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Title: Design, Construction, and Supersonic Wind Tunnel Testing of an Aerospike Rocket Nozzle
Authors: Cleff, Isabel
Advisors: Hultmark, Marcus
deRidder, Mauritz
Department: Mechanical and Aerospace Engineering
Class Year: 2018
Abstract: Every rocket that has ever launched a payload into orbit has used the same shape to direct the exhaust - it looks like a bell, and it is inefficient. For a rocket, small inefficiencies translate into greatly amplified costs in sending things to space. Inefficiencies mean it is more expensive to launch the satellites that enable TV broadcasting, weather forecasting, GPS, and other technologies that we use every day on Earth. One replacement for this bell-shaped nozzle that might perform better is called an "aerospike," which is a concept that has existed since the 1950s, but has yet to propel any rocket into orbit because of a lack of experimental data to support the decades of theory of its operation. Simply put, it seems that few people are building aerospikes because few people have before, leading to a cycle in which the development of the concept has stagnated and space companies are unwilling to take on the risk of using this "unproven" technology. This senior thesis aimed to provide some of that experimental data and renew interest in the aerospike. Two scaled-down rockets were designed, one with the classic bell-shaped nozzle and one with an aerospike, and a supersonic wind tunnel was used to simulate their launch. The driving hope was that the data provided by these experiments would support the theory that aerospikes can operate more efficiently than bell nozzles and encourage other research and industry groups to use aerospikes on full-scale rockets. The results of this study did indeed provide general support for the hypothesis that aerospikes should be more efficient than bell nozzles. Future work will attempt to replicate and extend the results and resolve some unexpected features of the data that was gathered.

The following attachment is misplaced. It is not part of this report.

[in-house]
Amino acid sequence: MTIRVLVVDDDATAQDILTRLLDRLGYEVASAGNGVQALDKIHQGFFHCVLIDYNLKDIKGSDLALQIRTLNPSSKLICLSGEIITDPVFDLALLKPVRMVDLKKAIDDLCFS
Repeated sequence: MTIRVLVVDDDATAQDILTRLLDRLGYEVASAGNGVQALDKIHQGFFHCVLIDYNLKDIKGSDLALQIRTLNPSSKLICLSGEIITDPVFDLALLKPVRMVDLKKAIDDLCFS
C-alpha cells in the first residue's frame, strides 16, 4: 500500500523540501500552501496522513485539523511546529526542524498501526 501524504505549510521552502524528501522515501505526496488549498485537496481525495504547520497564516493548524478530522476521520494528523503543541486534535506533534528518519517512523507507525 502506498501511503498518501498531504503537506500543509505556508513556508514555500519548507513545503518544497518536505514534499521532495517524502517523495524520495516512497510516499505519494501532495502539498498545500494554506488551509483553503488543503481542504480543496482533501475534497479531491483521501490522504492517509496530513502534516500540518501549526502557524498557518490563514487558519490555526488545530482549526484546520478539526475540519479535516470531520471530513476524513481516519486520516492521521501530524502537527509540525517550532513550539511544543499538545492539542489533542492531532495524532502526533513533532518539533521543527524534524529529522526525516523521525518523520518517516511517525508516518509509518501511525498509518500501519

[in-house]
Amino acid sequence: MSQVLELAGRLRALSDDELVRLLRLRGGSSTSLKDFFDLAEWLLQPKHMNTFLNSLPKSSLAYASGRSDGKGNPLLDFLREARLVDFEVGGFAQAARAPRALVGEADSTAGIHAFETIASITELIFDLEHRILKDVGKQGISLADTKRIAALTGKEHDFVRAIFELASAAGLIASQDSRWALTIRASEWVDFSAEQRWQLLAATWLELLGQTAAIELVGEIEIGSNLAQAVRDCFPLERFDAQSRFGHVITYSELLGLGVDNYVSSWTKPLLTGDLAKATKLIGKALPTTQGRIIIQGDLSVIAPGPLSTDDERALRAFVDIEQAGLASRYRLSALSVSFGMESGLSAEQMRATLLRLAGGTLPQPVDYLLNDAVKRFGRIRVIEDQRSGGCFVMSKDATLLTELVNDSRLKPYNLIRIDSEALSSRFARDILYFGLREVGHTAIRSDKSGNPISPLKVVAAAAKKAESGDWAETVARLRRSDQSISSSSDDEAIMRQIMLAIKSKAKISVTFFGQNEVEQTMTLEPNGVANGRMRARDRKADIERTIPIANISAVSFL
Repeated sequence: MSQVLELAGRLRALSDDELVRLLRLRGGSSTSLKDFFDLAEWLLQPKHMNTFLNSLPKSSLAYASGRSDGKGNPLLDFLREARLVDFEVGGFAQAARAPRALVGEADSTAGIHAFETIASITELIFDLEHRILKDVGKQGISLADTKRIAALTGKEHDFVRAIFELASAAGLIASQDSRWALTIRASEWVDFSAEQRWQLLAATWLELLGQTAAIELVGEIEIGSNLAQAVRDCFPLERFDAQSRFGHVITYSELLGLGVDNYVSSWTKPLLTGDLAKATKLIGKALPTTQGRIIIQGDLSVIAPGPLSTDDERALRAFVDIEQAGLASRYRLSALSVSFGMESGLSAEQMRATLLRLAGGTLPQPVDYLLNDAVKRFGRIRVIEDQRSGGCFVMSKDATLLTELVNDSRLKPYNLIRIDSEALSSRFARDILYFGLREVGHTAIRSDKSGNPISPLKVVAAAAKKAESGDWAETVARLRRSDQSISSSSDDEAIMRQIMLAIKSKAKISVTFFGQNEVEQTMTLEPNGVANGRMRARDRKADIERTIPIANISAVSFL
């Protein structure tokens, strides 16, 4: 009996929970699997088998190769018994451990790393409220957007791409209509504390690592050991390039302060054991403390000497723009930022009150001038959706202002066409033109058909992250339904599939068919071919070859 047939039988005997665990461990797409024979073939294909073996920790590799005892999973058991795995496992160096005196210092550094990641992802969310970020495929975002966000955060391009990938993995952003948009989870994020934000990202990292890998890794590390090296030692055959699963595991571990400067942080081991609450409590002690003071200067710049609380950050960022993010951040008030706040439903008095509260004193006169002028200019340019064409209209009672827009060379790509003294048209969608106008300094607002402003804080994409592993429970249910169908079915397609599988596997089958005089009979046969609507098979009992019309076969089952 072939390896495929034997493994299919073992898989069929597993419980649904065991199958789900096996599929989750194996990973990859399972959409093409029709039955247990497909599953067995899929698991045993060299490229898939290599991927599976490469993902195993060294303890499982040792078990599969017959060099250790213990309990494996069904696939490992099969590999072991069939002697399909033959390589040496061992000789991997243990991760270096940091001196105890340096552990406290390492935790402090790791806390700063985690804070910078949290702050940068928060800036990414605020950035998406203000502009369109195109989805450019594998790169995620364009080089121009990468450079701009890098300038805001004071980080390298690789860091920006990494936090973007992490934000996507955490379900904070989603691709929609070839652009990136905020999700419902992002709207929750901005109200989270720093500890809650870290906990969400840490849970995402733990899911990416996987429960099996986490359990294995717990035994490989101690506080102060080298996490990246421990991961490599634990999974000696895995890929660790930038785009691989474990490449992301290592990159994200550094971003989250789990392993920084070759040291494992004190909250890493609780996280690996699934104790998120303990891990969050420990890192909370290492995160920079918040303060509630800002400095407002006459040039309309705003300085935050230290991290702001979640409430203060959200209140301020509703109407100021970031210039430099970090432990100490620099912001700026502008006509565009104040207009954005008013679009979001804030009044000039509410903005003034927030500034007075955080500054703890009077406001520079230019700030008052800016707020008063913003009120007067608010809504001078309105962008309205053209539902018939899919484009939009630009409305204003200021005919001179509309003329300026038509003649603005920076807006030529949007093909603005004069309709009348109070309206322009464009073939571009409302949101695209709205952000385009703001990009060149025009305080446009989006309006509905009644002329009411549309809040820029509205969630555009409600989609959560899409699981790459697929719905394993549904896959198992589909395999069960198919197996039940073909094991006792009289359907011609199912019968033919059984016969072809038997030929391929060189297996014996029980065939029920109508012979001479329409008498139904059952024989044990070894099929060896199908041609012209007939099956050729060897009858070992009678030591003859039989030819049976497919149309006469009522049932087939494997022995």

Type of Material: Princeton University Senior Theses
Language: en
Appears in Collections:Mechanical and Aerospace Engineering, 1924-2019

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